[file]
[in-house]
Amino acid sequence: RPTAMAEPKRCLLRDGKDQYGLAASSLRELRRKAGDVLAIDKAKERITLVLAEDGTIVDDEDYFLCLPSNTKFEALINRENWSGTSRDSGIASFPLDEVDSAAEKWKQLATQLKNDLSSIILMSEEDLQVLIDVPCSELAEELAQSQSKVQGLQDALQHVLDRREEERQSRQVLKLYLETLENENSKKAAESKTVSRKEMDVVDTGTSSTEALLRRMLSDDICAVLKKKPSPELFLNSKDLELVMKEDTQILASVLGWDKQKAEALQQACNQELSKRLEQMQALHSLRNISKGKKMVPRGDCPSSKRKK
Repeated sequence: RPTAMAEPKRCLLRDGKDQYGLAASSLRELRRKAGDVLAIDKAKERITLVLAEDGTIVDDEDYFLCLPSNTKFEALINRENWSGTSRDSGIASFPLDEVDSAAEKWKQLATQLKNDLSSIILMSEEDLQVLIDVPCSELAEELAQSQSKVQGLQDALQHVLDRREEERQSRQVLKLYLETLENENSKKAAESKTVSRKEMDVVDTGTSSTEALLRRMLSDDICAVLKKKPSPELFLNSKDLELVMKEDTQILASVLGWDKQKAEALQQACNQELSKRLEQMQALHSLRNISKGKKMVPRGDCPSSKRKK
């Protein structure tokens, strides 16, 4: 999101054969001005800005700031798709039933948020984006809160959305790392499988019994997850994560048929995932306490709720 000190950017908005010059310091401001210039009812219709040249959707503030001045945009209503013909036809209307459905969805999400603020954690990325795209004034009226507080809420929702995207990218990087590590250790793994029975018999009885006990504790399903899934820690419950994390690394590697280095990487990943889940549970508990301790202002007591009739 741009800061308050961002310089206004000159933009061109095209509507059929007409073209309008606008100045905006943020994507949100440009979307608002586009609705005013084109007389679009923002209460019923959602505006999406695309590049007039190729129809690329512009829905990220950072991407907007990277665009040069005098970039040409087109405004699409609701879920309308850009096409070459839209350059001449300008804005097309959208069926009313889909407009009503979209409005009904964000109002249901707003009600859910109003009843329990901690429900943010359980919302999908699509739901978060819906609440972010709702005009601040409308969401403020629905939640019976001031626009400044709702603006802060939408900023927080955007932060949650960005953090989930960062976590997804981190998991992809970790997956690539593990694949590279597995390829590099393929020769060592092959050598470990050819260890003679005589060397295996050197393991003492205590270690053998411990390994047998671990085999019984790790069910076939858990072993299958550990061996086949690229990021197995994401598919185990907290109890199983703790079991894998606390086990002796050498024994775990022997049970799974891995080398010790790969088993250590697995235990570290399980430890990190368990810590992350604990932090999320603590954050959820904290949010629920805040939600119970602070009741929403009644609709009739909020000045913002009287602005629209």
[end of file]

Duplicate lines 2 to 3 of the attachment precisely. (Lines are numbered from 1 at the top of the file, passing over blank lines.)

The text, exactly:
Amino acid sequence: RPTAMAEPKRCLLRDGKDQYGLAASSLRELRRKAGDVLAIDKAKERITLVLAEDGTIVDDEDYFLCLPSNTKFEALINRENWSGTSRDSGIASFPLDEVDSAAEKWKQLATQLKNDLSSIILMSEEDLQVLIDVPCSELAEELAQSQSKVQGLQDALQHVLDRREEERQSRQVLKLYLETLENENSKKAAESKTVSRKEMDVVDTGTSSTEALLRRMLSDDICAVLKKKPSPELFLNSKDLELVMKEDTQILASVLGWDKQKAEALQQACNQELSKRLEQMQALHSLRNISKGKKMVPRGDCPSSKRKK
Repeated sequence: RPTAMAEPKRCLLRDGKDQYGLAASSLRELRRKAGDVLAIDKAKERITLVLAEDGTIVDDEDYFLCLPSNTKFEALINRENWSGTSRDSGIASFPLDEVDSAAEKWKQLATQLKNDLSSIILMSEEDLQVLIDVPCSELAEELAQSQSKVQGLQDALQHVLDRREEERQSRQVLKLYLETLENENSKKAAESKTVSRKEMDVVDTGTSSTEALLRRMLSDDICAVLKKKPSPELFLNSKDLELVMKEDTQILASVLGWDKQKAEALQQACNQELSKRLEQMQALHSLRNISKGKKMVPRGDCPSSKRKK